Last week, reports surfaced that an eastern Oregon wolf pack is “one strike” away from a potential kill order. GPS collars revealed that two wolves from the Umatilla River pack were nearby where a sheep was killed on August 20th. Because this is the pack’s third confirmed depredation incident, the state will be authorized to take lethal measures after one more “strike.”
The Oregon Wolf Conservation and Management Plan allows the state to kill a wolf if the state takes several steps to address what it perceives as chronic depredation of livestock in a specific area. These steps include educating and working with affected livestock producers and establishing a plan for non-lethal conflict measures. But once it determines a pack is responsible for four livestock attacks over the past six months, the Oregon Department of Fish and Wildlife (“ODFW”) may authorize lethal take. If wolves in the Umatilla River pack are involved in one more depredation incident before December, one or more of the six-member pack could suffer this fate. ODFW has yet to authorize lethal take since establishing the four-strike system after a settlement with ranchers and two regional conservation groups—Cascadia Wildlands and Oregon Wild.
While the count is full for the pack in the Umatilla River basin, wolves in northeastern Washington have already struck out. The Washington Department of Fish and Wildlife announced last week that it had approved killing several members of a wolf pack near Spokane. After the agency attributed documented wolf kills to the Huckleberry pack, the agency authorized lethal action. Hunters boarded a helicopter to take aim at the wolves over the weekend, killing one wolf. Efforts are underway to kill potentially three more from the pack of 12.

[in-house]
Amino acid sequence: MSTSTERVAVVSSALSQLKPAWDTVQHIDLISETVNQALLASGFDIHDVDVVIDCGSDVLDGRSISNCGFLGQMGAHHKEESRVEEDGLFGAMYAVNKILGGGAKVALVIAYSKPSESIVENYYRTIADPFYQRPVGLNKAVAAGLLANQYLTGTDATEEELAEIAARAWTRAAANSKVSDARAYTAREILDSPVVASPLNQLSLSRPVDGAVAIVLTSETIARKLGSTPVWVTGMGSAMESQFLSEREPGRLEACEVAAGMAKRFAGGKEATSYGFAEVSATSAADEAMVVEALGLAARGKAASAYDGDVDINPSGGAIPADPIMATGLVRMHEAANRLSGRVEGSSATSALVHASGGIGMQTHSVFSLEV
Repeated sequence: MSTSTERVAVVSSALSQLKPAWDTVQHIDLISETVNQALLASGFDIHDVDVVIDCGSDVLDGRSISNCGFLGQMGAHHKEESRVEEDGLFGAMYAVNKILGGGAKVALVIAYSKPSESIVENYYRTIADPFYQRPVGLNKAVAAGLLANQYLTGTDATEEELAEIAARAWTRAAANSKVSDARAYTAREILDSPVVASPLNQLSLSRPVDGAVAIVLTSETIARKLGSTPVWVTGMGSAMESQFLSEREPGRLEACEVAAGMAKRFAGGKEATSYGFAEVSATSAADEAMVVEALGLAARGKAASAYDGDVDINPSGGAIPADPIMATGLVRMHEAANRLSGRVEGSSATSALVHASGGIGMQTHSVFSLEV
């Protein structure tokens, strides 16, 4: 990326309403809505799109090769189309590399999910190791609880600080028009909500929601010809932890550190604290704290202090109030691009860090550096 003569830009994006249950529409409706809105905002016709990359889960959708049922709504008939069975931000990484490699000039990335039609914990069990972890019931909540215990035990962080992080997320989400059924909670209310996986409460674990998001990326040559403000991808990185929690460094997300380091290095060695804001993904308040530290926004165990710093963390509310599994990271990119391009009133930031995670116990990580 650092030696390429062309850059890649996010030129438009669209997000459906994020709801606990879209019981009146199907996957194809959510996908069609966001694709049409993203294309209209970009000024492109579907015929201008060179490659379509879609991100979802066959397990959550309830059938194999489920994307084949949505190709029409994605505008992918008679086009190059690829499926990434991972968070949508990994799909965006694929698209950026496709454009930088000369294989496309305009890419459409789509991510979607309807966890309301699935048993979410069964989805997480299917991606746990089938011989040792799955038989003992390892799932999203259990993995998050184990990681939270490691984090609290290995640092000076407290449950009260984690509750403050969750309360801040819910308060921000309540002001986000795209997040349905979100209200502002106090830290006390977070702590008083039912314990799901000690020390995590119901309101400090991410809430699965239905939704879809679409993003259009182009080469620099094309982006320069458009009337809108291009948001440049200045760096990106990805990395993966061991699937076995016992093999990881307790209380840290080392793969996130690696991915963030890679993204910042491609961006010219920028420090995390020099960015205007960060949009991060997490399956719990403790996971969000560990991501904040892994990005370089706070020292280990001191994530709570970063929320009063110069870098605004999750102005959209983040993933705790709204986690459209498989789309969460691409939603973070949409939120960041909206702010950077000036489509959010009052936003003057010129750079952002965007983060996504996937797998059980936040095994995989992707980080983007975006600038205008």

More than any other species, wolves evoke powerful emotions. For me, they represent wildness—raw, untamed nature. This wildness, Terry Tempest Williams once said, “reminds us what it means to be human, what we are connected to rather than what we are separate from.” Yet all across the west, wolves face increasing threats. Last week, Crag filed a new lawsuit to halt logging of old-growth temperate rainforest in Southeast Alaska—irreplaceable habitat for wolves that depend on the little remaining old-growth on Prince of Wales Island.
Recovery of this keystone species in Oregon has been tenuous—Oregon’s wolf population hovers at less than 50—and so wolf management requires measured action. Lethal take should be the absolute last resort—if utilized at all. I am hopeful that wolf management strategies are not simply reduced to a game of balls and strikes.